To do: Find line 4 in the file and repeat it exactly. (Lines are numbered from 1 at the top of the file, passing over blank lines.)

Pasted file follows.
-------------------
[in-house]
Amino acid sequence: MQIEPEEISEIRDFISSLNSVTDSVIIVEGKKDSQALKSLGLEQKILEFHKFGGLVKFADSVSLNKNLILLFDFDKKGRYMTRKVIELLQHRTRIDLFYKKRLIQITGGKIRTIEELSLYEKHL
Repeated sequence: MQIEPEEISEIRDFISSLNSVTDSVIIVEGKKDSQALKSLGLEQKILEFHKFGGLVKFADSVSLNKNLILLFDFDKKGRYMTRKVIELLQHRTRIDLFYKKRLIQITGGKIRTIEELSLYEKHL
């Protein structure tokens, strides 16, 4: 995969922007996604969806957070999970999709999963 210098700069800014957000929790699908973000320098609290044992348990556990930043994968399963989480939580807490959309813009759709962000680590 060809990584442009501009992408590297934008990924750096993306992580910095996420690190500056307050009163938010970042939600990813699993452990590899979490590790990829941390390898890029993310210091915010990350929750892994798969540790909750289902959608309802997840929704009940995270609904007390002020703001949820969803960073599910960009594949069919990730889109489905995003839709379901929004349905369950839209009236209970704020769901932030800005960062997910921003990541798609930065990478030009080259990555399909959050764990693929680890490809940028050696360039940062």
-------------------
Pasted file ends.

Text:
């Protein structure tokens, strides 16, 4: 995969922007996604969806957070999970999709999963 210098700069800014957000929790699908973000320098609290044992348990556990930043994968399963989480939580807490959309813009759709962000680590 060809990584442009501009992408590297934008990924750096993306992580910095996420690190500056307050009163938010970042939600990813699993452990590899979490590790990829941390390898890029993310210091915010990350929750892994798969540790909750289902959608309802997840929704009940995270609904007390002020703001949820969803960073599910960009594949069919990730889109489905995003839709379901929004349905369950839209009236209970704020769901932030800005960062997910921003990541798609930065990478030009080259990555399909959050764990693929680890490809940028050696360039940062």